News / Science & Technology

    Scientists Create 3D Roadmap of Human Brain

    Researchers use a special tool called a microtome to cut slices from a brain preserved in paraffin wax into tiny slivers 20-micrometers thick. (Courtesy of Amunts, Zilles, Evans et al.)
    Researchers use a special tool called a microtome to cut slices from a brain preserved in paraffin wax into tiny slivers 20-micrometers thick. (Courtesy of Amunts, Zilles, Evans et al.)
    Rosanne Skirble
    The nooks and crannies of the human brain are now on display in 3-D, offering scientists an invaluable tool in the quest to better understand brain form and function. 

    The project is called BigBrain. In three dimensions and intricate detail, it reveals the anatomy of the brain as never seen before.   

    “These are images of a 3-D reconstructed human brain with a spatial resolution of 0.02 millimeters. So this is even thinner than a thin human hair, and it allows [us] to see the microstructure of the human brain in 3-D space,” said Katrin Amunts, director of the Vogt Institute for Brain Research at Germany's Heinrich Heine University, a partner in the project. 

    BigBrain Project Provides 3-D Roadmap of Human Brain
    BigBrain Project Provides 3-D Roadmap of Human Braini
    || 0:00:00
    ...    
     
    X
                                                                                                                                                                                                                                                                                           The scientists would like to understand the relationship within the structure of the brain, its function and behavior.

    "It is necessary to have all the reference brains, which have this very high microscopic resolution and therefore we created such [a] reference brain,” said Amunts. 

    The BigBrain model on Amunts’ computer screen belonged to a 65-year-old woman who had no neurological problems. 

    To create it, the researchers first cut the brain into 7,400 slices, each 20 micrometers thick, then stained each slice with a special dye so all the cell bodies were visible.  After that, the slices were digitized and carefully realigned. 

    “This involved us in both manual activity in shifting broken pieces of the data into the right spatial location and then a large amount of computational analysis," said Alan Evans at McGill University, who was in charge of digital reconstruction, "which allowed us to overcome the distortions, both the geometric and optical, to reassemble the data into a coherent three-dimensional form.”  

    The resolution on the reference brain is 50 times greater than the standard brain scans currently available. Its images allow scientists to better visualize what’s happening in certain areas of the brain. BigBrain paves the way to understanding how the brain’s anatomy contributes to language, learning and other processes, or how its shape relates to chemical signaling or gene expression.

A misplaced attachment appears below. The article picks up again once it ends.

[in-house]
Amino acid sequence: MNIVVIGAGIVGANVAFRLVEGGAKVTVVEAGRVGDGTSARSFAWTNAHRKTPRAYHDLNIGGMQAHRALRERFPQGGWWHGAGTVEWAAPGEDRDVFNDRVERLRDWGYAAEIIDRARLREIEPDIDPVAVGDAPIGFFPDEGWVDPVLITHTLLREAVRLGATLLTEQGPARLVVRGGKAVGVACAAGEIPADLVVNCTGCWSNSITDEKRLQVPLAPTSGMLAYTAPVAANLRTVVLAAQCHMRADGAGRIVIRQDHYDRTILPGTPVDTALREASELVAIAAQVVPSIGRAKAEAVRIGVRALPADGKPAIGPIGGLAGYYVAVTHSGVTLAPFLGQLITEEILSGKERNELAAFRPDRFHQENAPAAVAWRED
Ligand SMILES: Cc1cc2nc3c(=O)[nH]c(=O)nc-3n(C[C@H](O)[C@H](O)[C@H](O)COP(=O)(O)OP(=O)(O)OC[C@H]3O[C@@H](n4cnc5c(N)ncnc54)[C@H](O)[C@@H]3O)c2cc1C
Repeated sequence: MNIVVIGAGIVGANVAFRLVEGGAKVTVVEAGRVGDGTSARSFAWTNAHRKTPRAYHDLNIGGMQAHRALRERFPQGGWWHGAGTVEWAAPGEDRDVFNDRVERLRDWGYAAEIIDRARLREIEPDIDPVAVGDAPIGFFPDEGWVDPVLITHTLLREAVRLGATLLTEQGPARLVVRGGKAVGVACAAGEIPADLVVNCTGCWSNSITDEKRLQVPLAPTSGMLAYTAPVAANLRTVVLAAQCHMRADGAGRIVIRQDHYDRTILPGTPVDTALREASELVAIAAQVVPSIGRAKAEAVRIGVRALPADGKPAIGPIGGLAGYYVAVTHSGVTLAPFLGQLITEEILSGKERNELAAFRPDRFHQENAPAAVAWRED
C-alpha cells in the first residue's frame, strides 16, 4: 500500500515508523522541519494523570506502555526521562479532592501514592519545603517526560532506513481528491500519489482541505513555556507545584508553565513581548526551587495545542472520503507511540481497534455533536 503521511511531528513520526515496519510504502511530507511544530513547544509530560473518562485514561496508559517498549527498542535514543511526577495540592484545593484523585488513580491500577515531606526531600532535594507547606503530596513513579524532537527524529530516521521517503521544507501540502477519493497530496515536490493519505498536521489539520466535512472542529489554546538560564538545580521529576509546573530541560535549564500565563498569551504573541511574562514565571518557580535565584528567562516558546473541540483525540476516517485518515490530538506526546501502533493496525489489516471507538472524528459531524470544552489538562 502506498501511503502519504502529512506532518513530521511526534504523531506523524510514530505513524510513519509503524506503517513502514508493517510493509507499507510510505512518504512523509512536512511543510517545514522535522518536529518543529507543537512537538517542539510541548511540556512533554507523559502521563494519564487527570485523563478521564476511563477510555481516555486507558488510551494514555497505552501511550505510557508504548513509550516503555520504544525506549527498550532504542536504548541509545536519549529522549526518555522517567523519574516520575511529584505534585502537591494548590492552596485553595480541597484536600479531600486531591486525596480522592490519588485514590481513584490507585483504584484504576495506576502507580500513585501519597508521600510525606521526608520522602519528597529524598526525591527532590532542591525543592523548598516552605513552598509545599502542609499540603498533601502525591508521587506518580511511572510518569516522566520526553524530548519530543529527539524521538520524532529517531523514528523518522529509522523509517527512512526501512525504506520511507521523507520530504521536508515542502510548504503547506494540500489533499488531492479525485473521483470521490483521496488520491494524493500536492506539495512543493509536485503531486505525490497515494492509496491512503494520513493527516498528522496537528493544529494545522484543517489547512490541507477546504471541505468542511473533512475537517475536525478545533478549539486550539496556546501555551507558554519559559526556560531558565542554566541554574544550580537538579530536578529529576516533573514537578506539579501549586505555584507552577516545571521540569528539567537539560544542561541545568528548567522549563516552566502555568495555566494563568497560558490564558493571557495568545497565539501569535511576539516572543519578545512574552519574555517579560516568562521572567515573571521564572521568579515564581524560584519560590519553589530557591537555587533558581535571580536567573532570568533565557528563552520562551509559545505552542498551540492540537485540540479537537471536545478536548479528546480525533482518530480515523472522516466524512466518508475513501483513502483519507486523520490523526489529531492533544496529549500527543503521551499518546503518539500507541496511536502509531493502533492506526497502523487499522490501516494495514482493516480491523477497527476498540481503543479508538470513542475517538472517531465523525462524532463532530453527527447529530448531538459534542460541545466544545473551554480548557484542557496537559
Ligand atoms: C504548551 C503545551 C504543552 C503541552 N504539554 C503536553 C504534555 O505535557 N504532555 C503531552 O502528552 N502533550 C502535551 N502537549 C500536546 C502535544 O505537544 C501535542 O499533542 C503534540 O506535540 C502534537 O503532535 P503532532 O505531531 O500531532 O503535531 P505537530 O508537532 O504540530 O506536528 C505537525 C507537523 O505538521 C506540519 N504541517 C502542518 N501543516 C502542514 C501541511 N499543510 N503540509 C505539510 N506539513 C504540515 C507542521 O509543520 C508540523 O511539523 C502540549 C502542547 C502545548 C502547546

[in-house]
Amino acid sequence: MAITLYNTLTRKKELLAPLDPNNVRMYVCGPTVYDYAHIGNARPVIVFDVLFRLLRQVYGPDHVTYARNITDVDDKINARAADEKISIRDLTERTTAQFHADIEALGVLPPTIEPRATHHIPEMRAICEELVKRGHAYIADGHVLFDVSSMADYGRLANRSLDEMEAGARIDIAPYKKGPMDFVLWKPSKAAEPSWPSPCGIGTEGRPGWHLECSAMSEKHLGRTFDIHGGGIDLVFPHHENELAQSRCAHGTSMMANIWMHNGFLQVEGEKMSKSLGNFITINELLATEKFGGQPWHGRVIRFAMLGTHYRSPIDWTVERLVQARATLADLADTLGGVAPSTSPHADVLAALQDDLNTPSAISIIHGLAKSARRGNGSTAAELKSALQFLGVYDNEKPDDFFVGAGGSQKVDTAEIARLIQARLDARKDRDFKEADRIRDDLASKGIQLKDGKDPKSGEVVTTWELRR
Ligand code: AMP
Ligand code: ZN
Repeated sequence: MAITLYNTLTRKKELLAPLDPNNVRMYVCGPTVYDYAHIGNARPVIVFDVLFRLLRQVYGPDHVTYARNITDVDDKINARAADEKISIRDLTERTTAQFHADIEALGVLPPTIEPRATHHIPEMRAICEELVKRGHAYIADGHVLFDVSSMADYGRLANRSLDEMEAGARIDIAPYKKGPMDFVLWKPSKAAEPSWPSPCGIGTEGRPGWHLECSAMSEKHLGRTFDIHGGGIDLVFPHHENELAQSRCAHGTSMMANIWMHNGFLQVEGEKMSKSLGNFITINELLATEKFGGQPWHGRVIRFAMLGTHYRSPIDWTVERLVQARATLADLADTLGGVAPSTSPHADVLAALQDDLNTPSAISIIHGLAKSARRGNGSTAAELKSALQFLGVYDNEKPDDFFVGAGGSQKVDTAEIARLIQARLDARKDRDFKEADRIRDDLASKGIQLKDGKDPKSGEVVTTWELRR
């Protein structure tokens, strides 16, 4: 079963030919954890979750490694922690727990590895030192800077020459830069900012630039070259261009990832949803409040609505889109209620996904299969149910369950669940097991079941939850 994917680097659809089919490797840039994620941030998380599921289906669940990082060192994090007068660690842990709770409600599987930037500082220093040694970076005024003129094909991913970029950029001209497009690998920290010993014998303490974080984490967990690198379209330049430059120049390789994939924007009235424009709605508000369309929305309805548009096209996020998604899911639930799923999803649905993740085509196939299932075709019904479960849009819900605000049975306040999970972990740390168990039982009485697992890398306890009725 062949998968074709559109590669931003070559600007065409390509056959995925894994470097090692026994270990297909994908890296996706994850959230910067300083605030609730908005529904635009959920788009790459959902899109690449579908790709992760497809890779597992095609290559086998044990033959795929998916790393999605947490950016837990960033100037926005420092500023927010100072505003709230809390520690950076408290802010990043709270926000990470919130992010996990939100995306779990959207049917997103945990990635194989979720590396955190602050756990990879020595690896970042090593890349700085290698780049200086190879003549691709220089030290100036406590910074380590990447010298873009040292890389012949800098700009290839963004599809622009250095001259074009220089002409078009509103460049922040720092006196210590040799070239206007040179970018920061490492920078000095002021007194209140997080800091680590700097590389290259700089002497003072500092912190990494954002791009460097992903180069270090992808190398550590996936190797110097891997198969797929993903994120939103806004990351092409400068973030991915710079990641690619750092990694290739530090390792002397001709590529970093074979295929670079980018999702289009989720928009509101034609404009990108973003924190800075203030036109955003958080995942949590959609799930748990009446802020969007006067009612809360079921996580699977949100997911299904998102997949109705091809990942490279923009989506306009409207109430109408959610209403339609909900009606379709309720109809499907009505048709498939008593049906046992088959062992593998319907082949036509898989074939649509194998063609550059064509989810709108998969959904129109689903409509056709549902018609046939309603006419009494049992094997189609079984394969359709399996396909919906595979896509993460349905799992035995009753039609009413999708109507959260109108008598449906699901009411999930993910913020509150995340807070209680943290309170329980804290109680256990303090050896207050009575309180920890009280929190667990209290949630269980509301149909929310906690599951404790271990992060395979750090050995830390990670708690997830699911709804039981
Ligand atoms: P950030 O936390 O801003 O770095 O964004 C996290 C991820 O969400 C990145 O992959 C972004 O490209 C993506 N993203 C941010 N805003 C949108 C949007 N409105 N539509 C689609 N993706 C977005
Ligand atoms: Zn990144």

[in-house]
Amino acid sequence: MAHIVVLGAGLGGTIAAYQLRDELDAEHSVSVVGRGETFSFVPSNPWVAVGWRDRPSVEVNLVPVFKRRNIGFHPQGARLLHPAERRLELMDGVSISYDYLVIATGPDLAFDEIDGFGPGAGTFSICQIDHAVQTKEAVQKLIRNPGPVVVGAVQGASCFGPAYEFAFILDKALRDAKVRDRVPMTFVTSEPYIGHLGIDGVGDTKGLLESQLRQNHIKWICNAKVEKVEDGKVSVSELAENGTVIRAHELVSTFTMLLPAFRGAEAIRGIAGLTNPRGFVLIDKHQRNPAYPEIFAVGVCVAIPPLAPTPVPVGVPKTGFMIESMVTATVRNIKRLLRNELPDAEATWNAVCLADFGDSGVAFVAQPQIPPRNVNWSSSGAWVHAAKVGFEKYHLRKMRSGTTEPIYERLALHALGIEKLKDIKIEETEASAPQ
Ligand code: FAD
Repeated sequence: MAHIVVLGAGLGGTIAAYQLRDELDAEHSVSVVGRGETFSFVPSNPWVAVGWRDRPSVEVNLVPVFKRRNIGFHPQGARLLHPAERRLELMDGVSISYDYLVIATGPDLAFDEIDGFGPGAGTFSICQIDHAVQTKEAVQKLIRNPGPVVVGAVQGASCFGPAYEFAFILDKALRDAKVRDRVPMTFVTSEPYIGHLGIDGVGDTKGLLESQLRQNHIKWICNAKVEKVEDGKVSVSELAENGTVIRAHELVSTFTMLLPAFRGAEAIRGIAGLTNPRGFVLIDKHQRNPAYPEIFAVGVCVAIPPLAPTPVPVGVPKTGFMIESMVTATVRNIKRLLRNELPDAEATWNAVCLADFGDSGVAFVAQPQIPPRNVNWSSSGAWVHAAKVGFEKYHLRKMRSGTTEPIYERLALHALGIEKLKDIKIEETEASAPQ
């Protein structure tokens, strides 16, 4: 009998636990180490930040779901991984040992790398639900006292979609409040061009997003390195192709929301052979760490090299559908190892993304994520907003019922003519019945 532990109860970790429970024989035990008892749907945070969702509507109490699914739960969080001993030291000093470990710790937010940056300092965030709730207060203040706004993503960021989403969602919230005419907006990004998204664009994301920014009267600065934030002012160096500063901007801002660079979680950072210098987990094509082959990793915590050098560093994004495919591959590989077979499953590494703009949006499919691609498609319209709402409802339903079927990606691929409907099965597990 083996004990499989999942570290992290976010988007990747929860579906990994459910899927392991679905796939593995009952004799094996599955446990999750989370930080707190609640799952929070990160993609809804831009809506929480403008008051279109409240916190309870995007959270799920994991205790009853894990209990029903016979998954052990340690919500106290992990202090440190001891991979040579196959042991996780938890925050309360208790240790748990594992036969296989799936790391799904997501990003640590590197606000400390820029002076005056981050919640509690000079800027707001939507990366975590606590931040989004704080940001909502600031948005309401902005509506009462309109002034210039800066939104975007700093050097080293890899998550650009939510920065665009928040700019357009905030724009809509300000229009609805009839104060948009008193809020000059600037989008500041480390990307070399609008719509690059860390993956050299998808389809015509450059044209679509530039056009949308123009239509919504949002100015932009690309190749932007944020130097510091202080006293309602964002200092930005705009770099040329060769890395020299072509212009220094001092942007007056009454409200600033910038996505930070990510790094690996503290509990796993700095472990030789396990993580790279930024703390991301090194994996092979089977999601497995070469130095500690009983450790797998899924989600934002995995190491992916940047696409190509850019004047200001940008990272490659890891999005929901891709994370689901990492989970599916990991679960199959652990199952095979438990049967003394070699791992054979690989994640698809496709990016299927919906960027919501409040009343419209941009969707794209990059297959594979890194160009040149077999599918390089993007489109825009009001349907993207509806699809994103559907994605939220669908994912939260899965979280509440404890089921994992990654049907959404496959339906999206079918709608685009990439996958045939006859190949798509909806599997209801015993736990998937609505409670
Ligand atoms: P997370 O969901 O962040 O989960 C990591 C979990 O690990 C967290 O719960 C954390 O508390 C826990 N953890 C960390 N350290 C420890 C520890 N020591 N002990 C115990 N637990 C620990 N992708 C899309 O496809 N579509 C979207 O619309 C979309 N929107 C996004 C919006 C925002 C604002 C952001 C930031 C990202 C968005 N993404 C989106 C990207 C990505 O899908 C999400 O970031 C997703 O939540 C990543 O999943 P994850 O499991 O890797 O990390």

Amunts says BigBrain offers, for example, a platform to measure the thickness of the cerebral cortex, which changes as one ages and has been associated with neurodegenerative disorders like Alzheimer's. 

    “So having a gold standard, reliable data, on how thick the cortex indeed is will help to perform such studies in humans, in living human subjects, where the cortical thickness is also measured,” she said. 

    Access to BigBrain is free online and will be available to the public. Her team is now at work on two more model brains that capture even more details of individual cells.
    Video from the BigBrain projecti
    X
    June 20, 2013 11:53 PM
    The nooks and crannies of the human brain are now on display in 3-D, offering scientists an invaluable tool in the quest to better understand brain form and function. The project is called BigBrain. In three dimensions and intricate detail, it reveals the anatomy of the brain as never seen before. The resolution on the reference brain is 50 times greater than the standard brain scans currently available. research was published on June 20 in the journal Science

    You May Like

    Top US General: Turkish Media Report ‘Absurd'

    General Dunford rejects ‘irresponsible' claims of coup involvement by former four-star Army General Campbell, who led NATO forces in Afghanistan before retiring earlier this year

    Video Saving Ethiopian Children Thought to Be Cursed

    'Omo Child' looks at efforts of one African man to stop killings of ‘mingi’ children

    Protests Over Western Troops Threaten Libyan 'Unity' Government

    Fears mount that Islamist foes of ‘unity' government plan to declare a revolutionaries' council in Tripoli

    This forum has been closed.
    Comment Sorting
    Comments
         
    by: Yoshi from: Sapporo
    June 24, 2013 3:55 AM
    I think technique to cut brain into 20 micrometers is amazing.

    Featured Videos

    Your JavaScript is turned off or you have an old version of Adobe's Flash Player. Get the latest Flash player.
    London’s Financial Crown at Risk as Rivals Eye Brexit Opportunitiesi
    X
    VOA News
    July 25, 2016 5:09 PM
    By most measures, London rivals New York as the only true global financial center. But Britain’s vote to leave the European Union – so-called ‘Brexit’ – means the city could lose its right to sell services tariff-free across the bloc, risking its position as Europe’s financial headquarters. Already some banks have said they may shift operations to the mainland. Henry Ridgwell reports from London.